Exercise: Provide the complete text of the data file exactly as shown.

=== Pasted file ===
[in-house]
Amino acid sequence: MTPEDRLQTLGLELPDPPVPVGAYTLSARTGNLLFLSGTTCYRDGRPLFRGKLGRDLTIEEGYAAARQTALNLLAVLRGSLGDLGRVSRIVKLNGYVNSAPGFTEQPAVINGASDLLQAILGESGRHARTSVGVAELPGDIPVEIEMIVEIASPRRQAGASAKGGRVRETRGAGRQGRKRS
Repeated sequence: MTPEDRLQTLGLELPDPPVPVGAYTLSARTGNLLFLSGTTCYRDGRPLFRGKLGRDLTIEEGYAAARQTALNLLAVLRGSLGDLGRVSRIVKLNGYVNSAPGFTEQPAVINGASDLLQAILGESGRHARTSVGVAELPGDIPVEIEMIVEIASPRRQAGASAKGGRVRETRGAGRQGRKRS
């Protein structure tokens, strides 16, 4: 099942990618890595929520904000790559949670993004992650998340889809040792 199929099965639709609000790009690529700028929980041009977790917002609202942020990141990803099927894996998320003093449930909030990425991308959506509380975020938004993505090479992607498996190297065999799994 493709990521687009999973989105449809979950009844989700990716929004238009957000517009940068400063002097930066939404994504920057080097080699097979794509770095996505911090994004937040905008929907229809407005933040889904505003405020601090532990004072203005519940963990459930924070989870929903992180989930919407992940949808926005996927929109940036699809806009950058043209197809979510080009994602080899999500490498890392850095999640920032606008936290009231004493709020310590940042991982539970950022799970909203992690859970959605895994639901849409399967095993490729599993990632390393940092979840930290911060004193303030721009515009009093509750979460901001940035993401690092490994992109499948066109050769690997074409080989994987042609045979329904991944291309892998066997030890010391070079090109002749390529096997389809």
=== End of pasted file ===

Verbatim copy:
[in-house]
Amino acid sequence: MTPEDRLQTLGLELPDPPVPVGAYTLSARTGNLLFLSGTTCYRDGRPLFRGKLGRDLTIEEGYAAARQTALNLLAVLRGSLGDLGRVSRIVKLNGYVNSAPGFTEQPAVINGASDLLQAILGESGRHARTSVGVAELPGDIPVEIEMIVEIASPRRQAGASAKGGRVRETRGAGRQGRKRS
Repeated sequence: MTPEDRLQTLGLELPDPPVPVGAYTLSARTGNLLFLSGTTCYRDGRPLFRGKLGRDLTIEEGYAAARQTALNLLAVLRGSLGDLGRVSRIVKLNGYVNSAPGFTEQPAVINGASDLLQAILGESGRHARTSVGVAELPGDIPVEIEMIVEIASPRRQAGASAKGGRVRETRGAGRQGRKRS
């Protein structure tokens, strides 16, 4: 099942990618890595929520904000790559949670993004992650998340889809040792 199929099965639709609000790009690529700028929980041009977790917002609202942020990141990803099927894996998320003093449930909030990425991308959506509380975020938004993505090479992607498996190297065999799994 493709990521687009999973989105449809979950009844989700990716929004238009957000517009940068400063002097930066939404994504920057080097080699097979794509770095996505911090994004937040905008929907229809407005933040889904505003405020601090532990004072203005519940963990459930924070989870929903992180989930919407992940949808926005996927929109940036699809806009950058043209197809979510080009994602080899999500490498890392850095999640920032606008936290009231004493709020310590940042991982539970950022799970909203992690859970959605895994639901849409399967095993490729599993990632390393940092979840930290911060004193303030721009515009009093509750979460901001940035993401690092490994992109499948066109050769690997074409080989994987042609045979329904991944291309892998066997030890010391070079090109002749390529096997389809």